Workshop Practice Theory Winter 2016/17
This semester the workshop practice theory will focus on media practices of coordination.
The lecture and workshop series on Practice Theory aims to develop a new perspective on media history and media analysis. It is giving primacy to “practice” while focussing on processes of media production and work. We set out exploring media practices related to “coordination”, “delegation”, “registration & identification”, both with regard to a sound empirical foundation and to theoretical reflection. These categories are used to investigate media practices that specifically interconnect publics and infrastructures. Our lecture and workshop series on Practice Theory is dedicated to “Theoretical Empiricism” and will assemble international research that addresses questions of theory and empirical research symmetrically. For this purpose, three further categories are brought into play as part of the practice turn, namely repair work, experimentation, and actualization.
Talks in the Winter Term 2016/17
Wednesdays at 18:00
Campus Herrengarten, Room AH-228
Exception: At Campus Unteres Schloss, Room US-F 308 on 23 Nov. 2017
Written objects have been extensively studied in semiology, visual anthropology and sociology, and a large body of work focused on the interpretation of signs. In the case of directional signs, studies have stressed out the complexity of on-site adjustments to find one’s way and the inventiveness of riders. Such a user-centric perspective offers an asymmetrical account of the articulation between humans and signs. While users activities are rich and made up of ingenuity, the written object itself is pared-down, mostly considered as a stable and inert artefact. In other words, the agency lies exclusively in the eye of the beholder.
In this presentation, I suggest to step aside from the interpretation and uses of signs in order to surface the work that actually make them stand and last. Drawing on an ethnographic study of the Paris subway wayfinding system, I will insist that the mere presence and persistence of signs in a given space are the fragile result of a twofold continuous working process: design operations dedicated to the shaping of signs’ properties and their environment; repair and maintenance practices oriented towards a daily consideration the fragility and vulnerability of signs. Shedding light on such a careful work is a way to contribute to the ongoing debates about information infrastructures by discussing three different aspects: graphical ecology, materiality, maintainability.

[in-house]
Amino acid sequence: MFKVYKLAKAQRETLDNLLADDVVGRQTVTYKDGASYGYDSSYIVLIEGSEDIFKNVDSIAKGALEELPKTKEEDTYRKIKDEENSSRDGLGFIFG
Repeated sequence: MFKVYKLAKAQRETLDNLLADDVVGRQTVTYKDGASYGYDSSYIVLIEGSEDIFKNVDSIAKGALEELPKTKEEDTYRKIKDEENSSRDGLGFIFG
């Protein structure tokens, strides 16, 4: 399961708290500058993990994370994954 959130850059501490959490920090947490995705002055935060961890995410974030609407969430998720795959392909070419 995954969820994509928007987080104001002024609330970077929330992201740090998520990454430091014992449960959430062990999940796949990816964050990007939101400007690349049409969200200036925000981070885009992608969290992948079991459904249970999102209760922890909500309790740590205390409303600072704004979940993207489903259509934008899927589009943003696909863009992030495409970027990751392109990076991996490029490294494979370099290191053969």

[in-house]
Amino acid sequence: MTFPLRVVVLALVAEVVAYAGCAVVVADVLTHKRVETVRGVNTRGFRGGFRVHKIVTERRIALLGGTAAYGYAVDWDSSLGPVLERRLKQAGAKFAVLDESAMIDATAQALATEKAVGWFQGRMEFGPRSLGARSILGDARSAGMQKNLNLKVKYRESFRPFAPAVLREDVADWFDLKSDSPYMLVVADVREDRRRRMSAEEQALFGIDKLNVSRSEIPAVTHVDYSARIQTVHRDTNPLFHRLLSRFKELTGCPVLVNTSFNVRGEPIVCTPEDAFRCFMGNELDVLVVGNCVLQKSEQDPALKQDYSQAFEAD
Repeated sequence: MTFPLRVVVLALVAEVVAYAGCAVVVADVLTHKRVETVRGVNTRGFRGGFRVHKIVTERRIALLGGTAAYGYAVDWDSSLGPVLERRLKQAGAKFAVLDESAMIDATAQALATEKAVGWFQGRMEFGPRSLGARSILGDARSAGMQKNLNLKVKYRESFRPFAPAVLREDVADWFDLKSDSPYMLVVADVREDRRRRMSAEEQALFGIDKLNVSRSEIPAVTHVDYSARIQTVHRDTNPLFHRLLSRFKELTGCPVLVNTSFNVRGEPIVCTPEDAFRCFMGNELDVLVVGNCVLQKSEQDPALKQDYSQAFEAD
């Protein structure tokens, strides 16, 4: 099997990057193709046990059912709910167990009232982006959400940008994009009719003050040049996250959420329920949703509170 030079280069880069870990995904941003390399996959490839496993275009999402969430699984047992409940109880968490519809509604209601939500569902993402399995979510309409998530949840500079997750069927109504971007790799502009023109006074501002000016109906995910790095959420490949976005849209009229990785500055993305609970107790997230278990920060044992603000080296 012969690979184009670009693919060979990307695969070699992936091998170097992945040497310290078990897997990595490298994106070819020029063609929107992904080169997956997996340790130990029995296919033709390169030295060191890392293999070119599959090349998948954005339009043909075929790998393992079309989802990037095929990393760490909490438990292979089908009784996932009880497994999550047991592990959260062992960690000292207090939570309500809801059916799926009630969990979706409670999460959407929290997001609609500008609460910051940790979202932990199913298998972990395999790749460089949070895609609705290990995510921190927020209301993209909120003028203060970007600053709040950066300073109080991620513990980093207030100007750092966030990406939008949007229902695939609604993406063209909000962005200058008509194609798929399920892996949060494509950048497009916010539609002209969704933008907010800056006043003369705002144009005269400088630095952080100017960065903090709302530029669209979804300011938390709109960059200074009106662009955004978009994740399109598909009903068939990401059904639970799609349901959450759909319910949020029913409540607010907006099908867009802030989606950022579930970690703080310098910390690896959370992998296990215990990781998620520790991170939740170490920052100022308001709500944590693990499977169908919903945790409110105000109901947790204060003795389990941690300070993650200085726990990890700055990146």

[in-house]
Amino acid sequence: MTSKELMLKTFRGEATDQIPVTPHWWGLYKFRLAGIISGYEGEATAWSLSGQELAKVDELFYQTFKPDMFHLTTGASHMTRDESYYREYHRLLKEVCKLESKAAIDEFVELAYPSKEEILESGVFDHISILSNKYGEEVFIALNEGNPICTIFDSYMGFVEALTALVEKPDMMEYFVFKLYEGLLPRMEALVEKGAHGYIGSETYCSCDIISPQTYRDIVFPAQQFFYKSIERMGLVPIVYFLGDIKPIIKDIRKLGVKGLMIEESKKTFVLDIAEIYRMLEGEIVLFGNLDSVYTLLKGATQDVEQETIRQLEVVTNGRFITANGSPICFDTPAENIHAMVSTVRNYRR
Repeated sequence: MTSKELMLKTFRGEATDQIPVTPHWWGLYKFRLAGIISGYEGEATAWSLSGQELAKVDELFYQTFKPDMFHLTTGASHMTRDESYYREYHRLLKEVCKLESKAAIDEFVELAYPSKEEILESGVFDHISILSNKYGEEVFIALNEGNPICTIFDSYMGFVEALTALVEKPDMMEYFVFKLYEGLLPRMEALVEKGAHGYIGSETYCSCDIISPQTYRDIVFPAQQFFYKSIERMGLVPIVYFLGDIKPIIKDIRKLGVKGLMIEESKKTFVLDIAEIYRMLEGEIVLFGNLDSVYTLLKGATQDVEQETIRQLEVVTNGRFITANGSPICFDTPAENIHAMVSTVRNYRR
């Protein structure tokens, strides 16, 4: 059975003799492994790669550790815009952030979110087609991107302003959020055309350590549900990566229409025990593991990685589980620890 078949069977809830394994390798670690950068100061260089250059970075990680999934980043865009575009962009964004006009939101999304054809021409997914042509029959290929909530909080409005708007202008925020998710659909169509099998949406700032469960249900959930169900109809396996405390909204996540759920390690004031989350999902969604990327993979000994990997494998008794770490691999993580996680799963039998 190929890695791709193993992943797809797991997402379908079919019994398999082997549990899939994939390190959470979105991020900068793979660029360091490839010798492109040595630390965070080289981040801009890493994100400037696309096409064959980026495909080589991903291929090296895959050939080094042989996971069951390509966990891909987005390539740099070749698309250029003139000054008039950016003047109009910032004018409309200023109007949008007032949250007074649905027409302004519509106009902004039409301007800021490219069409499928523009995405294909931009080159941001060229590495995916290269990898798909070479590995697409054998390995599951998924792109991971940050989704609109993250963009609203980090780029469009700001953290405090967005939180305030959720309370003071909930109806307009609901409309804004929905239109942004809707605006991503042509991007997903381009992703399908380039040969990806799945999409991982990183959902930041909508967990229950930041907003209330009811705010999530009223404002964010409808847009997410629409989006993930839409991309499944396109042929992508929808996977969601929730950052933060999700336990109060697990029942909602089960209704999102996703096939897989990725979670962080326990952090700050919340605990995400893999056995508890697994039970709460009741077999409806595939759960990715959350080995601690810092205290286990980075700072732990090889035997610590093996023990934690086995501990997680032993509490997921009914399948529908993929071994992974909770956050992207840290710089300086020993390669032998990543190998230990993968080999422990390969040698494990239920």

Exception: Campus Unteres Schloss, Raum US-F 308
The division of knowledge that we have inherited is now in the process of imploding. The distinctions between (1) the natural and social sciences and (2) among the various social sciences is something that we inherited from the early 19th century. Yet, recent ‘socionatural’ changes have challenged that disciplinary architecture, itself enshrined in university departments and academic journals. Phenomena as diverse as climate change, information technologies and obesity have challenged the boundaries (if not the core) of these disciplines. I propose the creation of a new multidiscipline that reflects not the boundaries of the disciplines we have inherited, but the ways in which they all depend on the creation and maintenance of infrastructure. That infrastructure consists simultaneously of material objects – roads, bridges, buildings, server farms – and social arrangements ‘guaranteed’ by norms, standards and laws. All ‘disciplinary’ concerns are necessarily embedded in this infrastructure, are made possible by it and must be maintained and modified to take into account changes in the ‘socionatural’ world.
This speculative talk explores a series of questions arising from an interest in the relationship between infrastructures and complexes of social practice. In thinking about how infrastructures-and-practices change over time, how they interact in specific locations and circulate between them, and how forms of interdependence take hold I am interested in thinking about processes that are important in social theories of practice but not yet firmly on the agenda in science and technology studies. These include forms of ‘layering’, ‘obduracy’, ‘anchoring’, ‘de-tethering’ and ‘interweaving’ and ‘hybridisation’. I will make use of a collection of different examples – road infrastructures, digital networks, office buildings, power cuts and home IT – in support of an exercise in interdisciplinary agenda setting.
Systematisierte Kreativitäts- und Ideenfindungsmethoden wie morphologische Tabellen, Brainstorming oder Synektik erlebten in der Nachkriegszeit parallel zum Aufkommen der US-amerikanischen Kreativitätspyschologie und der Designmethodologie eine bemerkenswerte Konjunktur. Bezeichnend für diese Methoden ist, dass sie unterschiedliche Medien- und Innovationspraktiken aus der Wissenschaft, Industrie, Ökonomie und Gesellschaftspolitik miteinander verzahnen. Darüberhinaus lassen sich an ihnen auch soziotechnische Bemühungen nachzeichnen, die systematische Produktion von Ideen und Erfindungen in den Dienst nationaler militärischer und wirtschaftlicher Interessen zu stellen.
Dr. Sebastian Gießmann